001
œ The Two-way Street in the History of
Americanand Japanese Art Education :
Akira Shirahama and Arthur Wesley Dow
‰ͺθΊ•vi’}”g‘εŠwj
Akio Okazaki, Ph. D.
Associate Professor of Art & Design Education
School of Art & Design
University of Tsukuba, JAPAN

"Bi-Cultural Education/Cross-Cultural Research" has become one of the central multicultural education concepts in the field of art education (Tomhave, 1992). Cross-cultural research in art education is seen as a "two-way street" (Okazaki, 1985a). While a vast ocean has separated Japan and the United States, it can also be a bridge by which Eastern and Western worlds encounter each other and become integrated into one (Okazaki, 1984, 1991). Japanese art educators have compared American and Japanese ideas for more than a century (Okazaki, 1992, 1994, 1995). American art educators have similarly synthesized Japanese and American culture of art in their theories of art education (Okazaki, 1985b, 1997, 2000). This paper portrays the process of cross-cultural interpretation as a way of making sense of oneΥs world in relation to the worlds of others.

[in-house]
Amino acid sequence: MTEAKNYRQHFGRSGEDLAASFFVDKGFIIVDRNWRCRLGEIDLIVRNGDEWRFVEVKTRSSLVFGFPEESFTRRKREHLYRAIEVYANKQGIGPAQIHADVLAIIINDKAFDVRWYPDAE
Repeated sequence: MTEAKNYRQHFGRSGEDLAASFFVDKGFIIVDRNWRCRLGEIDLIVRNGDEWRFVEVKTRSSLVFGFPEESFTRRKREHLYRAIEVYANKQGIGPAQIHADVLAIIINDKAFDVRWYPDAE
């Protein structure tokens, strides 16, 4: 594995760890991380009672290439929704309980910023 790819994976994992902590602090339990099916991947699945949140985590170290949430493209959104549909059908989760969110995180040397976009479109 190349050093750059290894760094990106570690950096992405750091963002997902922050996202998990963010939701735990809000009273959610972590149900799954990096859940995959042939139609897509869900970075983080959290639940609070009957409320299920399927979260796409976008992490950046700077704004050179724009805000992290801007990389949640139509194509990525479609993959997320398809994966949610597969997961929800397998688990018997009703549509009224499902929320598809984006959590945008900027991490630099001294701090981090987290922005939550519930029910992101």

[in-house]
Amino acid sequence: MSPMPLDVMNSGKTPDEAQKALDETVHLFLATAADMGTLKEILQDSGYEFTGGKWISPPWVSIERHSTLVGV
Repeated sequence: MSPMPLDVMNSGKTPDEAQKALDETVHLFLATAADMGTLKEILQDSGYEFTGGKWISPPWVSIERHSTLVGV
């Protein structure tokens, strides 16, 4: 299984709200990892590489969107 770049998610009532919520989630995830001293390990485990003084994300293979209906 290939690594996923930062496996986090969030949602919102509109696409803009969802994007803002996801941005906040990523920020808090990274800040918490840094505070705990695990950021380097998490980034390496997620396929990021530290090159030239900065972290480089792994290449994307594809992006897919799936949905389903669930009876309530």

001-01@The Case of Akira Shirahama

001-02@Shirahama's Study in America

001-03@Shirahama's Transformation

001-04@The Limitations of Shirahama's Transformation

001-05@The Case of Arthur Dow

001-06@Dow's Contribution to American Art Education

001-07@Japanese Foundation of Dow's Notan

001-08@Chinese Roots of Dow's Composition

001-09@Two-Way Street

001-10@References

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